The timing probably could have been better but I still wanted to follow-up on my earlier piece on the greater jihad: a muslim art of war. One section of this hypothetical book would include the thoughts and reflections of Sufis who participated in physical jihad but to be honest, I haven't found a whole lot of material along these lines. I have been able to read a little here and there about fighters with a strong mystical bent who have appeared in Africa and the former Soviet Union but I've had trouble finding their actual writings. (If anyone out there has any suggestions or leads in this regard, I'd be happy to hear about it.) In the meantime, if you like this topic, you might be interested in reading the article: The Jihad of Imam Shamyl by Kerim Fenari which discusses several different Sufi leaders who fought against the Russians in the Caucasus region.

Grenada's past:
so white they named white people after them

Tuesday, September 12, 2006

legal update in the case of mumia abu jamal

reaction mixed to schwarzenegger remarks

SANTA MONICA, Calif. -- Gov. Arnold Schwarzenegger's taped comment that Cubans and Puerto Ricans are feisty because of their mixed black and Latino "blood" set the blood of some Democrats boiling, but others say it's no big deal.

(see full story)

I'm not sure how I feel about the above. Yes, the comment is definitely ignorant and offensive but it doesn't put me in a "feisty" mood. He said it in private but apparently the recording was hacked from his office computer system so that actually raises some privacy issues which makes me a bit sympathetic to him. In the grand scheme of things, the saddest part of this whole affair is the fact that so many other elected officials have made comments which were much more ignorant and offensive but their political careers remained basically unscathed.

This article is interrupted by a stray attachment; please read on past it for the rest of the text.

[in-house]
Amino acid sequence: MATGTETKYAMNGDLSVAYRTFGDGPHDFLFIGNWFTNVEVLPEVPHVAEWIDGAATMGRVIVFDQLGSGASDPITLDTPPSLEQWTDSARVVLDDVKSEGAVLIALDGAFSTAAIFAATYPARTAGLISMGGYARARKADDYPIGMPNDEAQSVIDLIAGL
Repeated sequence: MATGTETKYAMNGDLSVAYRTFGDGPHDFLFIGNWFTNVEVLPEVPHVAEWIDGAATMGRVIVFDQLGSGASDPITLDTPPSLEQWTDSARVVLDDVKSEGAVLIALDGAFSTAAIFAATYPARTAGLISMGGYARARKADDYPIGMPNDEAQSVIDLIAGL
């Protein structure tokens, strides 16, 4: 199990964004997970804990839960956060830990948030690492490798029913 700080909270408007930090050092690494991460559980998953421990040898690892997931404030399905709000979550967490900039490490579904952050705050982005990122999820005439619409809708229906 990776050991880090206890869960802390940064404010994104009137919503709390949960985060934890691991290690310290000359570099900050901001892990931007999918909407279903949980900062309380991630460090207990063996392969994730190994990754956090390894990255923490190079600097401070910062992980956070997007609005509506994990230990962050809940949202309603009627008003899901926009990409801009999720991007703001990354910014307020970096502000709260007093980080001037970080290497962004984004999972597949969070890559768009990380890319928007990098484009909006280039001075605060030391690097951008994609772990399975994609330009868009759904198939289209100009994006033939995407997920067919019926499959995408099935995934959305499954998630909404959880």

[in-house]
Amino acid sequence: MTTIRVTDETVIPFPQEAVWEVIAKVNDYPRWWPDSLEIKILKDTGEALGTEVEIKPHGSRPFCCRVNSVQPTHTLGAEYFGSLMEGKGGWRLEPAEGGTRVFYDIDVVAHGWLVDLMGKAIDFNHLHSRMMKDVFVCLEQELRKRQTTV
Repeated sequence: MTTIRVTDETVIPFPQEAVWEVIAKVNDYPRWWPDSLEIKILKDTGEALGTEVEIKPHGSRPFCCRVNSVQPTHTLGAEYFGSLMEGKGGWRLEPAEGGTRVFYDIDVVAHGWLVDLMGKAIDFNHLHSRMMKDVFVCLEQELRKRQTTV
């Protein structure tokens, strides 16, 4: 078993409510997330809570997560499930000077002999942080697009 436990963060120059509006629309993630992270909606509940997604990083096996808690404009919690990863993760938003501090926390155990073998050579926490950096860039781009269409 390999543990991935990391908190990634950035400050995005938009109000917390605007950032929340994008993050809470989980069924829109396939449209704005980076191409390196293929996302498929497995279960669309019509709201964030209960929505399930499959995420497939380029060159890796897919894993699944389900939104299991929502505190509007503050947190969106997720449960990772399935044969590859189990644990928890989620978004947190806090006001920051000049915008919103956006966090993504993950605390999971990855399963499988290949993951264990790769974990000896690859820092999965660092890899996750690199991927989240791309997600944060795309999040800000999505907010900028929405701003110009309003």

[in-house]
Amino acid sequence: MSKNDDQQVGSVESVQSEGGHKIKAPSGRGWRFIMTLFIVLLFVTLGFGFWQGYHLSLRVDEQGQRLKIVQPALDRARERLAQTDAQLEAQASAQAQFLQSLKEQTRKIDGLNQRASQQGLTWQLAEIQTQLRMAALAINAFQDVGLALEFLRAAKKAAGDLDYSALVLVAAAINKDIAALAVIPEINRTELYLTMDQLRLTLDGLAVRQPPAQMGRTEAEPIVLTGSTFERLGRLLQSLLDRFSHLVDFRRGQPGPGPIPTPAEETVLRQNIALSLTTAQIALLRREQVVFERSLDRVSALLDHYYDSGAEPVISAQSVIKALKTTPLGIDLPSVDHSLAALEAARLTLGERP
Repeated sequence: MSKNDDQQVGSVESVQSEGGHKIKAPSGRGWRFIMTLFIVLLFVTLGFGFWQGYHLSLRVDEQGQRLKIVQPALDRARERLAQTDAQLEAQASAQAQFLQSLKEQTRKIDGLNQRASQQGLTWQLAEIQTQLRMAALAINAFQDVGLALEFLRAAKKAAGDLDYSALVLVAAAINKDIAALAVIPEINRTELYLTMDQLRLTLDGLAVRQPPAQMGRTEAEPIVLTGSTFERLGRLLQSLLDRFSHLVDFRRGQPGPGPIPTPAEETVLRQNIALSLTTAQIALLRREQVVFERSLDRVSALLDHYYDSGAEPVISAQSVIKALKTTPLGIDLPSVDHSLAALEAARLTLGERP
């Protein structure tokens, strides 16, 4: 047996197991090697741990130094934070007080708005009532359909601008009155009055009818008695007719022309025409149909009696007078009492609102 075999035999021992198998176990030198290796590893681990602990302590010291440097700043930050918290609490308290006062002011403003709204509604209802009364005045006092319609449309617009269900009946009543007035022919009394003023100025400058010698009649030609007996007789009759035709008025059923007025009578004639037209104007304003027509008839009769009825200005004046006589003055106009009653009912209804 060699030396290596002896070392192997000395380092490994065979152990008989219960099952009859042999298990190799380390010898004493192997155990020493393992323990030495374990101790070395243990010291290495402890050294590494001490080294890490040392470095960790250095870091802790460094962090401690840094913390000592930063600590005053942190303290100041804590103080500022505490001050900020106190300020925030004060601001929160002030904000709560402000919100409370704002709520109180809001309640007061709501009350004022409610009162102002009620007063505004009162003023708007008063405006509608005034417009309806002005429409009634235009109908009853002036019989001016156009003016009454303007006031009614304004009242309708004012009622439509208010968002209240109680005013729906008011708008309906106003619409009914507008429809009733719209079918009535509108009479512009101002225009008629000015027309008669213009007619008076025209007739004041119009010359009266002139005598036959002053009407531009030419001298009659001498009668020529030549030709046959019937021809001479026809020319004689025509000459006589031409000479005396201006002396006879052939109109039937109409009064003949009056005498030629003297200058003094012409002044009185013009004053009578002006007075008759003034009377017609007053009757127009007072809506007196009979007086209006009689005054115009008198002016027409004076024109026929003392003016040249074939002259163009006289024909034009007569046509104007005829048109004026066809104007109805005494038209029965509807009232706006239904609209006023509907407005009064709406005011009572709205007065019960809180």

The above link died but here is a replacement.

more chavez of arabia

La Voz de Aztlan editorial: Chavez of Arabia

Monday, September 11, 2006

reading is fundamental (five year old picture)


chavez of arabia

Here are some very Grenada-esque pieces on Hugo Chavez and the connections he is making in the Middle East and Africa:

La Voz de Aztlan: "Chavez of Arabia" Greeted as Hero in Damascus
Aljazeera: Winning Arab hearts and minds by Dima Khatib
Adisa Banjoko: I dunno why, but I'm kinda starting to dig Hugo Chavez....

cuba and the non-aligned movement summit

Fidel Castro is to preside over the Cuban delegation to the 14th Non-Aligned Movement Summit and will receive various dignitaries, including UN Secretary General Kofi Annan, affirmed Foreign Minister Felipe Pérez Roque before close to 1,000 foreign and national correspondents accredited for the event, which officially begins this Monday September 11 with a meeting of experts representing their countries.

See Granma: Fidel recovering satisfactorily and will head the Cuban delegation

Friday, September 08, 2006

the forer effect or 'into every life a little rain must fall'